OBJECTIVE: A recent multicenter, randomized, prospective study using antimicrobial-impregnated ventricular catheters (AIVCs) has demonstrated a dramatic reduction in the incidence of catheter-related infections. By necessity, such trials are subject to notoriously close and careful monitoring; thus, the results of multicenter, randomized clinical trials do not automatically apply to daily clinical practice. The aim of the present study was to establish whether the very low incidence of ventriculitis with AIVCs reported in these trials is also observed in routine clinical practice. METHODS: Data on 139 consecutive patients admitted to a Neurocritical Intensive Care Unit who underwent placement of 154 AIVCs were reviewed. All patients included in the data analysis had an AIVC for at least 48 hours, and cultures as well as cell counts were obtained from the CSF at various intervals after placement of the AIVC. RESULTS: One hundred thirteen catheters in 100 patients met criteria for inclusion in the analysis. There were four positive cultures. In three patients, the culture result was thought to be a contaminant (because it was not corroborated by clinical findings or cell count or because of the characteristics of the culture). Only one gram-negative infection was considered to be clinically significant (0.88% of catheters, 1.00% of patients) and confirmed on clinical and other laboratory grounds. CONCLUSION: The very low infection rate with currently available AIVCs observed in rigorously controlled clinical trials translates to routine clinical practice.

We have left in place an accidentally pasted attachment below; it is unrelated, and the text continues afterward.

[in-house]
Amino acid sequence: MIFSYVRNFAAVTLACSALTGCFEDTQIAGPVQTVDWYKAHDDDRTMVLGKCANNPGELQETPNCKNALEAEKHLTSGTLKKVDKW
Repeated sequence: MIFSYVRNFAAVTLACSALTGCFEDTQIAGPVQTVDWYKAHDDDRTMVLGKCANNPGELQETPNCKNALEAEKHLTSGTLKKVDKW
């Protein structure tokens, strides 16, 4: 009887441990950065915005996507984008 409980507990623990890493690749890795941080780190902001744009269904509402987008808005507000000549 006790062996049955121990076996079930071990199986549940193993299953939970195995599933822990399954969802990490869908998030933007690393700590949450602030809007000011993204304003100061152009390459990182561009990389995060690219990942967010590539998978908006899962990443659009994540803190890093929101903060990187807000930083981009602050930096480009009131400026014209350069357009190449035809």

|Original language||English (US)|
|Number of pages||3|
|State||Published - May 2005|
- Antimicrobial-impregnated ventricular catheter
- Cerebrospinal fluid drainage
ASJC Scopus subject areas
- Clinical Neurology